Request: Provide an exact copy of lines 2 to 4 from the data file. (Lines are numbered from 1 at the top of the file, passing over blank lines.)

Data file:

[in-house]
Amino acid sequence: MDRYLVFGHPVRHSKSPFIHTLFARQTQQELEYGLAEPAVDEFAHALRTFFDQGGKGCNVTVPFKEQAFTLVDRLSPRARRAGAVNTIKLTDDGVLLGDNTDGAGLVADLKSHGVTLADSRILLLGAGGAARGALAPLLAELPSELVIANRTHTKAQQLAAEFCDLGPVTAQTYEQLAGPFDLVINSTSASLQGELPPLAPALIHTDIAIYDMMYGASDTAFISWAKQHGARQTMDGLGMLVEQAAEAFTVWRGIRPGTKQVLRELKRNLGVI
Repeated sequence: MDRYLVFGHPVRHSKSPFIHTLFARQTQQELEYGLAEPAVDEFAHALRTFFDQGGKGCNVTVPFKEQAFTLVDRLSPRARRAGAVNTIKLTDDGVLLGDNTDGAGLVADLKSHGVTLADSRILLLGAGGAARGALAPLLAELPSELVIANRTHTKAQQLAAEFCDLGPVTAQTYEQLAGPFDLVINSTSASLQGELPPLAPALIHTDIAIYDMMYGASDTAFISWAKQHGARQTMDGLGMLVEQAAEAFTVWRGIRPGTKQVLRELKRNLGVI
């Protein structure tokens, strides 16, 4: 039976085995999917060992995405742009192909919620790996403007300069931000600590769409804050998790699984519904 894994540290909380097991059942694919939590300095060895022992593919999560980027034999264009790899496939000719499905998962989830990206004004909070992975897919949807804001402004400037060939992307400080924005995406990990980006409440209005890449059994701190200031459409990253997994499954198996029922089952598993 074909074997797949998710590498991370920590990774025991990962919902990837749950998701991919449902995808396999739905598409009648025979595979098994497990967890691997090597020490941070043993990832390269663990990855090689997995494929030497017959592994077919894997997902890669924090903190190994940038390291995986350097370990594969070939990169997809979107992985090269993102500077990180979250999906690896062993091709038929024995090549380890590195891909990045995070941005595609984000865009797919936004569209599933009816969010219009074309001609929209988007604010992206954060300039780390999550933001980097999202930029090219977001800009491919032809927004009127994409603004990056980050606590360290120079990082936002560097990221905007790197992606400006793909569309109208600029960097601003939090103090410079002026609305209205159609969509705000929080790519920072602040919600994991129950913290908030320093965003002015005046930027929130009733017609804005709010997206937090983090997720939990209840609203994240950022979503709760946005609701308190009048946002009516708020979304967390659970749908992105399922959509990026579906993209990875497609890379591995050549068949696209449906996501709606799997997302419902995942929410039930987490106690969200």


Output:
Amino acid sequence: MDRYLVFGHPVRHSKSPFIHTLFARQTQQELEYGLAEPAVDEFAHALRTFFDQGGKGCNVTVPFKEQAFTLVDRLSPRARRAGAVNTIKLTDDGVLLGDNTDGAGLVADLKSHGVTLADSRILLLGAGGAARGALAPLLAELPSELVIANRTHTKAQQLAAEFCDLGPVTAQTYEQLAGPFDLVINSTSASLQGELPPLAPALIHTDIAIYDMMYGASDTAFISWAKQHGARQTMDGLGMLVEQAAEAFTVWRGIRPGTKQVLRELKRNLGVI
Repeated sequence: MDRYLVFGHPVRHSKSPFIHTLFARQTQQELEYGLAEPAVDEFAHALRTFFDQGGKGCNVTVPFKEQAFTLVDRLSPRARRAGAVNTIKLTDDGVLLGDNTDGAGLVADLKSHGVTLADSRILLLGAGGAARGALAPLLAELPSELVIANRTHTKAQQLAAEFCDLGPVTAQTYEQLAGPFDLVINSTSASLQGELPPLAPALIHTDIAIYDMMYGASDTAFISWAKQHGARQTMDGLGMLVEQAAEAFTVWRGIRPGTKQVLRELKRNLGVI
């Protein structure tokens, strides 16, 4: 039976085995999917060992995405742009192909919620790996403007300069931000600590769409804050998790699984519904 894994540290909380097991059942694919939590300095060895022992593919999560980027034999264009790899496939000719499905998962989830990206004004909070992975897919949807804001402004400037060939992307400080924005995406990990980006409440209005890449059994701190200031459409990253997994499954198996029922089952598993 074909074997797949998710590498991370920590990774025991990962919902990837749950998701991919449902995808396999739905598409009648025979595979098994497990967890691997090597020490941070043993990832390269663990990855090689997995494929030497017959592994077919894997997902890669924090903190190994940038390291995986350097370990594969070939990169997809979107992985090269993102500077990180979250999906690896062993091709038929024995090549380890590195891909990045995070941005595609984000865009797919936004569209599933009816969010219009074309001609929209988007604010992206954060300039780390999550933001980097999202930029090219977001800009491919032809927004009127994409603004990056980050606590360290120079990082936002560097990221905007790197992606400006793909569309109208600029960097601003939090103090410079002026609305209205159609969509705000929080790519920072602040919600994991129950913290908030320093965003002015005046930027929130009733017609804005709010997206937090983090997720939990209840609203994240950022979503709760946005609701308190009048946002009516708020979304967390659970749908992105399922959509990026579906993209990875497609890379591995050549068949696209449906996501709606799997997302419902995942929410039930987490106690969200």